In this nether-netherland, Dak was among players in a play with no subtlety. Unremittingly stark, Soho was a stage where the producers—especially the Maltese—understood that these players did not have to be there; nevertheless, they were—for whatever reason. And the pound of flesh producer demanded of performer was dearly bought. In truth, whatever Dak might tell himself about the whys, wherefores and when he really started in life, this down-and-out-in-Paris-and-London thing was it—at least on this planet.

Although his mother was an Alderaanian and like Mon Mothma spoke with a high-Imperial accent, Dak was born in captivity on Kalist where most spoke with the accents of Rebels. In London, his Rebel accent marked him. In those rare and nerve-wracking instances on the streets of The Smoke when cornered by a Panda, suspicious of his speech, demeanor and purloined donkey jacket as he studied Dak’s counterfeit green alien registration card, this alien human from south of the Thames would resourcefully employ a Jedi mind trick—learned from Breg (who was most definitely not a Jedi)—and thus pass for an off-duty stormtrooper in mufti.

You see, real identity is not always so obvious, despite what some suppose the milk-in-first indicators tell us. As they worked the face deep in that Kalist mine, Breg had well tutored him in a rough sort of way about fungible identities as the key means to survive in an uncertain, give-and-take world of turbulent change. Among other things, the rough-hewn Breg was a self-educated critical thinker, a Socratic. And in one memorable dialogue, he spoke to Dak of something he heard called the theory of the looking-glass self. Conspiratorially setting aside his laser drill, Breg whispered, “You are who you think I think you are.”

On his first day in Soho, Dak landed at the Sunset Strip, the Nell Gwynn’s down-market, street-level sister establishment on Dean Street, squeezed between the Quo Vadis restaurant and The Crown & Two Chairmen pub, right on the corner of Bateman Street. You must know it. Anyway, it was just after half-eleven in the morning. Curtain-up for the first show was at noon—every day but the Sabbath. Someone directed him to go downstairs to the theatre to meet with the board op and choreographer who were standing with another hire at the doorway to the lighting box. The club had two vacancies to fill: a second board op and stage manager. In short order, it was clear to all three that Dak was a South Londoner with little, if no experience—just the right qualification for stage manager. The other hire, on the other hand, was a professional theatrical. He was resting, at liberty, you know, in between gigs and drawing his dole money. But needing more, he wanted to work in Soho. Ergo as would become apparent, like many theatricals he had come to Soho to work on the lump. He got board op. Dak got stage manager.

That issue settled, the new hires had time to kill. Punters drifted past as they stood at the foot of the stair where the entrances to the lighting box and house intersected. Men in their sixties, retired clerks with furtive expressions, one dressed in ill-fitting tweed, another wearing a rumpled chalk-stripe and carrying a soiled bowler that he, like so many, would later clutch in his lap, and so on. In dribs and drabs, they descended the front stair and turned past the loitering pair to enter a dingy basement with its array of some 50 thread-bare, folding cinema seats pressed in four angled rows against a tiny thrust stage. There they sat, perversely proud of their bargain club memberships that entitled them to an unlimited number of shows through a subscription year, their sickly smiles and darting eyes lit by a couple of bare working lights. As two front-of-house spots, colour wheels rotating before their lenses, projected a light show that dressed the faded red house tabs, the Doors’ “Riders on the Storm” wafted from the sound system. Thusly mesmerised, each an automaton in a solitary bubble, a handful of stock-still punters here and there—but always three crouched together in the very front row, an arm’s reach to the foot lights across the knee—awaited the first show of the day, a two-hour set with perhaps a dozen strippers that repeated itself six times until midnight. Six days a week, the same show, for months on end.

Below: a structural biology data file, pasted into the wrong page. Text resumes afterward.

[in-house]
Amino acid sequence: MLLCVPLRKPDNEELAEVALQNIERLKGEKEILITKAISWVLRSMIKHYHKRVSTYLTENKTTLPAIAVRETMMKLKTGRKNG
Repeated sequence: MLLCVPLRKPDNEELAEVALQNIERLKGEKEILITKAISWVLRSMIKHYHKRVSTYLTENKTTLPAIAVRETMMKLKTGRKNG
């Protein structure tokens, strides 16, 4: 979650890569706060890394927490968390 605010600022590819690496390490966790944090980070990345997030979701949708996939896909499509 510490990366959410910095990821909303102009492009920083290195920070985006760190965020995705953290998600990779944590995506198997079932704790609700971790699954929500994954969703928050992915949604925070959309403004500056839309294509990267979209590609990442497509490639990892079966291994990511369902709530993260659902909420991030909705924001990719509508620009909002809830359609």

Not long into this intermittent punter procession, the theatrical lit a cigarette and with a glance began to size Dak up. Dak did the same. It was a scene of two facing looking-glass selves reflecting men from different dream worlds into infinity. The theatrical, a thirty-something dressed in a tailored leather motorcycle jacket and tight jeans, his black hair closely cut and coiffed forward over his brow. And Dak—in his uniform of African sandals, jeans, chambray shirt, Levi jacket, batik bandana knotted against his throat, his blond hair tightly tied with a rubber band into a longish pony tail. Off-handedly this theatrical tossed Dak an impression, allowing that he did a bit of this, bit of that as an actor-writer-director. And how one regular gig was writing scripts for the well-established BBC Radio programme for children “Listen with Mother.” So what about you, Dak?

“I play guitar. I’m working in Soho to get some money together to go to France this summer to soundtrack a documentary film.” True…but only just.

Cocking his head and arching his eyebrows, the theatrical did respond, directing upward with his lower lip a smooth exhalation of cigarette smoke under his neatly trimmed moustache. Looking Dak straight in the eye, he asked, “Have you ever acted?”

So are you still sitting comfortably? ‘Cause I tell you true. If anyone ever asks you that question, always, the right answer is yes.